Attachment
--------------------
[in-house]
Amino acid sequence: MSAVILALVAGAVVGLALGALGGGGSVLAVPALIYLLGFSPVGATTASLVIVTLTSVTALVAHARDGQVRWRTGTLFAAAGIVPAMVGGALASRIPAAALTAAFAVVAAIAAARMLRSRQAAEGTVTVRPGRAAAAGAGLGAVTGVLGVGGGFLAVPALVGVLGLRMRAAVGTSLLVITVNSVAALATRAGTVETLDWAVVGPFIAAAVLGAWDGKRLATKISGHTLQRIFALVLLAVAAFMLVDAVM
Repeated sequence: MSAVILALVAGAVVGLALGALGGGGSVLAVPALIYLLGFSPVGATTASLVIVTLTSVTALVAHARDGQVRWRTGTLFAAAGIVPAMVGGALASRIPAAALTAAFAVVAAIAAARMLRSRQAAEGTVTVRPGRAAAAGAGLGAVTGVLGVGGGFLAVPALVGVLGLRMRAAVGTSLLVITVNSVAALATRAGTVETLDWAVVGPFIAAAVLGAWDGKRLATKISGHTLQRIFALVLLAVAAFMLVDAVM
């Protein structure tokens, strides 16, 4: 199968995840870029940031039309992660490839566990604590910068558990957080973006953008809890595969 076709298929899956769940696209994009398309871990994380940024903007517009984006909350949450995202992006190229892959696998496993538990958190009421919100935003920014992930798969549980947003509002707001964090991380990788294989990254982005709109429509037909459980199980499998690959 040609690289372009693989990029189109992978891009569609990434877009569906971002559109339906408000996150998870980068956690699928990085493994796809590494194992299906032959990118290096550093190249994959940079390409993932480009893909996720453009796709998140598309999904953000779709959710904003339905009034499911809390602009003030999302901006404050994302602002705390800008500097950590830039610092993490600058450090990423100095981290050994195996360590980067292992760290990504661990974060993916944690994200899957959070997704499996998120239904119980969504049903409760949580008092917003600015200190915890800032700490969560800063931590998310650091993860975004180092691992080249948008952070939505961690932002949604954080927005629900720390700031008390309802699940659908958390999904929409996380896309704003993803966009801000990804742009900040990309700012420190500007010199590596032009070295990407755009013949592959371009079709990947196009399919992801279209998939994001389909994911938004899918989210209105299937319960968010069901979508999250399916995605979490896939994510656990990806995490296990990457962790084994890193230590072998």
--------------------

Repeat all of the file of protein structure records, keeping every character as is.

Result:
[in-house]
Amino acid sequence: MSAVILALVAGAVVGLALGALGGGGSVLAVPALIYLLGFSPVGATTASLVIVTLTSVTALVAHARDGQVRWRTGTLFAAAGIVPAMVGGALASRIPAAALTAAFAVVAAIAAARMLRSRQAAEGTVTVRPGRAAAAGAGLGAVTGVLGVGGGFLAVPALVGVLGLRMRAAVGTSLLVITVNSVAALATRAGTVETLDWAVVGPFIAAAVLGAWDGKRLATKISGHTLQRIFALVLLAVAAFMLVDAVM
Repeated sequence: MSAVILALVAGAVVGLALGALGGGGSVLAVPALIYLLGFSPVGATTASLVIVTLTSVTALVAHARDGQVRWRTGTLFAAAGIVPAMVGGALASRIPAAALTAAFAVVAAIAAARMLRSRQAAEGTVTVRPGRAAAAGAGLGAVTGVLGVGGGFLAVPALVGVLGLRMRAAVGTSLLVITVNSVAALATRAGTVETLDWAVVGPFIAAAVLGAWDGKRLATKISGHTLQRIFALVLLAVAAFMLVDAVM
């Protein structure tokens, strides 16, 4: 199968995840870029940031039309992660490839566990604590910068558990957080973006953008809890595969 076709298929899956769940696209994009398309871990994380940024903007517009984006909350949450995202992006190229892959696998496993538990958190009421919100935003920014992930798969549980947003509002707001964090991380990788294989990254982005709109429509037909459980199980499998690959 040609690289372009693989990029189109992978891009569609990434877009569906971002559109339906408000996150998870980068956690699928990085493994796809590494194992299906032959990118290096550093190249994959940079390409993932480009893909996720453009796709998140598309999904953000779709959710904003339905009034499911809390602009003030999302901006404050994302602002705390800008500097950590830039610092993490600058450090990423100095981290050994195996360590980067292992760290990504661990974060993916944690994200899957959070997704499996998120239904119980969504049903409760949580008092917003600015200190915890800032700490969560800063931590998310650091993860975004180092691992080249948008952070939505961690932002949604954080927005629900720390700031008390309802699940659908958390999904929409996380896309704003993803966009801000990804742009900040990309700012420190500007010199590596032009070295990407755009013949592959371009079709990947196009399919992801279209998939994001389909994911938004899918989210209105299937319960968010069901979508999250399916995605979490896939994510656990990806995490296990990457962790084994890193230590072998």